Speaking of monastic influence on viticulture and winemaking, Burgundy is probably the most obvious example, but it is not the only one. Germany’s historic wine regions have their fair share of monastic heritage, often punctuated by aristocratic traditions. Weingut von Racknitz of the Nahe region is one prime example. More than sensual delights, wine is also an intellectual quest.
Centred around the historic ruins of Kloster Disibodenberg, the estate’s viticultural and winemaking history can be traced back to Roman times, when the first vines were planted. In the 5th century, St Patrick introduced Christianity to a new frontier never before reached, that is Ireland. Less than 200 years later, in the 7th century, the Irish monk and hermit St Disibod embarked on his missionary journey to modern day France and Germany. At the confluence of Nahe and Glan near Odernheim in modern day Rheinland-Pfalz, Germany, he settled and established a base for preaching.
Following his death, St Disibod’s tomb became a pilgrimage site, and a monastery named after him – Kloster Disibodenberg – was built. In the 12th century, the pre-eminent medieval polymath and Benedictine abbess St Hildegard of Bingen lived there for almost 40 years, during which she complete many of her most important buildings. From the mid-13th to mid-16th centuries, Kloster Disibodenberg as a Cistercian abbey was affiliated with its mother abbey Kloster Eberbach, still one of the leading wine estates of the Rheingau region, whose mother abbey was Abbaye de Clairvaux in central-northeastern France, whose mother abbey, in turn, was Abbaye de Cîteaux, the spiritual home of the Cistercian Order.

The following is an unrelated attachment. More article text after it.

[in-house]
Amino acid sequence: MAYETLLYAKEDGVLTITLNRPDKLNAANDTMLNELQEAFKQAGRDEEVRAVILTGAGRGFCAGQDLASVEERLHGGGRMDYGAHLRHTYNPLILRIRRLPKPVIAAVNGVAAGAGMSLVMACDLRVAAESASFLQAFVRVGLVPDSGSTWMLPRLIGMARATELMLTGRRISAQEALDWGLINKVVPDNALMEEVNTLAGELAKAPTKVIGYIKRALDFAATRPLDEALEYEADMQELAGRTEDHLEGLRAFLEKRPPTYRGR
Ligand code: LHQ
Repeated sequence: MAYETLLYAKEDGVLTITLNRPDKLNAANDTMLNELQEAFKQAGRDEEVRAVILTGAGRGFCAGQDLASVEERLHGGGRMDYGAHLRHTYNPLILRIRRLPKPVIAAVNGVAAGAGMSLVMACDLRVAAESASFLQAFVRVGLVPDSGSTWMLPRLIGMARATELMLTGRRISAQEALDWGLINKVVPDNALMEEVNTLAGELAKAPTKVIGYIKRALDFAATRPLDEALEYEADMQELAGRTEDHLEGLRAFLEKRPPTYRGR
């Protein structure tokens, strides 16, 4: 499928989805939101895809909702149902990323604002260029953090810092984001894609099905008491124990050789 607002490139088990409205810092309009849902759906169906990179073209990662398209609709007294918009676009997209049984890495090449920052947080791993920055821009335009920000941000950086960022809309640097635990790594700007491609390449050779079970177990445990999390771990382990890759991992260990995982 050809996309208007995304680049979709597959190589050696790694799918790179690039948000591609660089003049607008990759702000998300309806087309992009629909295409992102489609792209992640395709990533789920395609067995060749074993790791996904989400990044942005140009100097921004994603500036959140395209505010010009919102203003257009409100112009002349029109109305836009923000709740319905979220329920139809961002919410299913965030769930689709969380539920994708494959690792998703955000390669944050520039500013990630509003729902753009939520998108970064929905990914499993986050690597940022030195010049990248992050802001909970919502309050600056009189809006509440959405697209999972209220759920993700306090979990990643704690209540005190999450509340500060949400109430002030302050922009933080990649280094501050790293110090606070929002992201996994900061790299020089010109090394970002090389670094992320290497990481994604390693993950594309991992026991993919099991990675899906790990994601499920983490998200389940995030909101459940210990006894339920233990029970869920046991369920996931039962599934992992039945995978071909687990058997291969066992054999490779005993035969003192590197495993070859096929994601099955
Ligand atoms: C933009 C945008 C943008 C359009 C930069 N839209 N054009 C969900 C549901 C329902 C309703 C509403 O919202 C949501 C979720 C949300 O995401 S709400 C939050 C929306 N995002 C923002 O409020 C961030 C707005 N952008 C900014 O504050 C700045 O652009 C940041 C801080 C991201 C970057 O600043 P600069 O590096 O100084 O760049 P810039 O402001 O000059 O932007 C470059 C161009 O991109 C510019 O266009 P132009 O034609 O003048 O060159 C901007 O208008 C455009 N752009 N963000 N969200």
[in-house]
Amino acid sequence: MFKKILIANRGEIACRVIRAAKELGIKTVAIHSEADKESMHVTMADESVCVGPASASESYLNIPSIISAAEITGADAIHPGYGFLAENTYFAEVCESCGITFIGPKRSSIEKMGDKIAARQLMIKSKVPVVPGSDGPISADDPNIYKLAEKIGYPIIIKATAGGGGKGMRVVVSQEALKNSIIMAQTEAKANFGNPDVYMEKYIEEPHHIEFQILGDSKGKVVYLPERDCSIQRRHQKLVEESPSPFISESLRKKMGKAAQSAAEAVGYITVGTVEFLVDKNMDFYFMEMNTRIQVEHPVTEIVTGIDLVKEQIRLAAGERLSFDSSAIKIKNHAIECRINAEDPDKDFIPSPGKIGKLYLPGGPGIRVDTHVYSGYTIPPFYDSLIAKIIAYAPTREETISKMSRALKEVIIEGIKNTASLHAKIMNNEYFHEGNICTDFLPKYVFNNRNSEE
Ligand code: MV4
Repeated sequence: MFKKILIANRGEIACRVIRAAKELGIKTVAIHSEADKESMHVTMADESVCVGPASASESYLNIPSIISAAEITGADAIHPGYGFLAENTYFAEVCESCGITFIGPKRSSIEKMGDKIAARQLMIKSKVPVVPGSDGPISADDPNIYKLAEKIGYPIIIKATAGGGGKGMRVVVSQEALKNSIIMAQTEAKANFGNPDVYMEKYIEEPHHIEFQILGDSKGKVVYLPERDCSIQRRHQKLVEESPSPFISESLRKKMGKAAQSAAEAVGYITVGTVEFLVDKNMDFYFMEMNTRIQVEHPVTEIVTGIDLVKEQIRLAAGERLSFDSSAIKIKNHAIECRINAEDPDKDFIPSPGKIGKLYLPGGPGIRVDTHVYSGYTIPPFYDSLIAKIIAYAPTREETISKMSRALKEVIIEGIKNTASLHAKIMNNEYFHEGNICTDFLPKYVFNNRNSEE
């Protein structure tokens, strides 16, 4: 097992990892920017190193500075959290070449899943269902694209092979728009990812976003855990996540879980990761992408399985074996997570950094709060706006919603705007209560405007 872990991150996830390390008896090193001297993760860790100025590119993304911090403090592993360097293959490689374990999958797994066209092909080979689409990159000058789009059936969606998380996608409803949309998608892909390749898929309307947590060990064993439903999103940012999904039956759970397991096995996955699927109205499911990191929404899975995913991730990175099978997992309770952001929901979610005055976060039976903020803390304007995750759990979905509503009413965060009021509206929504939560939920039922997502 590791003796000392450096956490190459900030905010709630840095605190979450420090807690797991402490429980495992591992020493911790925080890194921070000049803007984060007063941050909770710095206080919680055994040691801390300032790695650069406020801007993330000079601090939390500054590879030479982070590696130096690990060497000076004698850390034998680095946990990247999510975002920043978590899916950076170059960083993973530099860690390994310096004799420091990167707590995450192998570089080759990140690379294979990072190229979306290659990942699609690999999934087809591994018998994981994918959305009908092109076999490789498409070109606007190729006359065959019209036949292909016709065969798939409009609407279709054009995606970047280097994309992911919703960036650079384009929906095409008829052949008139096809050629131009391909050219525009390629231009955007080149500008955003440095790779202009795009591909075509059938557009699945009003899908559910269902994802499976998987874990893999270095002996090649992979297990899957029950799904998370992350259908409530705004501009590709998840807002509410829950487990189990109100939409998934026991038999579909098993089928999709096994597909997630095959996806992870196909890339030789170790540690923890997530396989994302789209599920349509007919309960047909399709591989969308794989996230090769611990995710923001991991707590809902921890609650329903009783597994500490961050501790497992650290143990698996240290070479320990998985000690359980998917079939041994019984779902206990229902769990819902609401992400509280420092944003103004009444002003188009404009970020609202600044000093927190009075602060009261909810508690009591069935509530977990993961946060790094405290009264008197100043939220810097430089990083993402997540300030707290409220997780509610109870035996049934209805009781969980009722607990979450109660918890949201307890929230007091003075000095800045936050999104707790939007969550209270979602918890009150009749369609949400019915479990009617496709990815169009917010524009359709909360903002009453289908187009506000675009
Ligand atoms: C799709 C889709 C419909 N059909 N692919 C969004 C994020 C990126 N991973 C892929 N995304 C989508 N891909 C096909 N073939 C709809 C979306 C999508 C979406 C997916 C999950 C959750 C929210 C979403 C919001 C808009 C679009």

Successive wars from the 15th to 17th centuries left Kloster Disibodenberg in ruins, but viticulture and winemaking persisted. In 1753, the estate was acquired by the baronial family of von Racknitz, whose roots can be traced back to the 12th-century Steiermark (Styria) of southern Austria. Over the centuries, numerous members of the von Racknitz family had served at the courts of various southern German states, including Austria and Bavaria.
Now at the helm of Kloster Disibodenberg, Luise Freifrau von Racknitz-Adams – Freifrau is the Germanic equivalent of Baroness – has dedicated herself since 2003 to restoring the former glory of this historic estate. Adjoining but by no means overshadowed by its illustrious neighbours, Kloster Disibodenberg boasts six premium vineyards, mostly planted with 40+ year old vines, including Niederhäuser Hermannshöhle, Niederhäuser Klamm, Oberhäuser Kieselberg, Odernheimer Kloster Disibodenberg, Schloßböckelheimer Königsfels and Traiser Rotenfels.
Radiant citrine with light golden reflex, the adorable nose presents lime peel, green apple, guava, wet stone and lily. With bounteous acidity and stern minerality, the melodious palate supplies lemon peel, pomelo, pineapple, crushed rock and garden herbs. Medium-
bodied at 12.5 percent, the clear entry persist through a chiselled mid-palate, leading to a lingering finish.
Luminous citrine with bright sunshine reflex, the fragrant nose offers grapefruit, greengage, crushed shells, mint and jasmine. With vivacious acidity and saline minerality, the focused palate delivers pomelo, starfruit, rock salt, verbena and lemon blossom. Medium-full bodied at 12.5 percent, the arresting entry continues through an expressive mid-palate, leading to a pure finish.
Jacky I.F. Cheong is a legal professional by day and columnist by night. Having spent his formative years in Britain, France,
and Germany, he regularly writes about wine, fine arts, classical music, and politics in several languages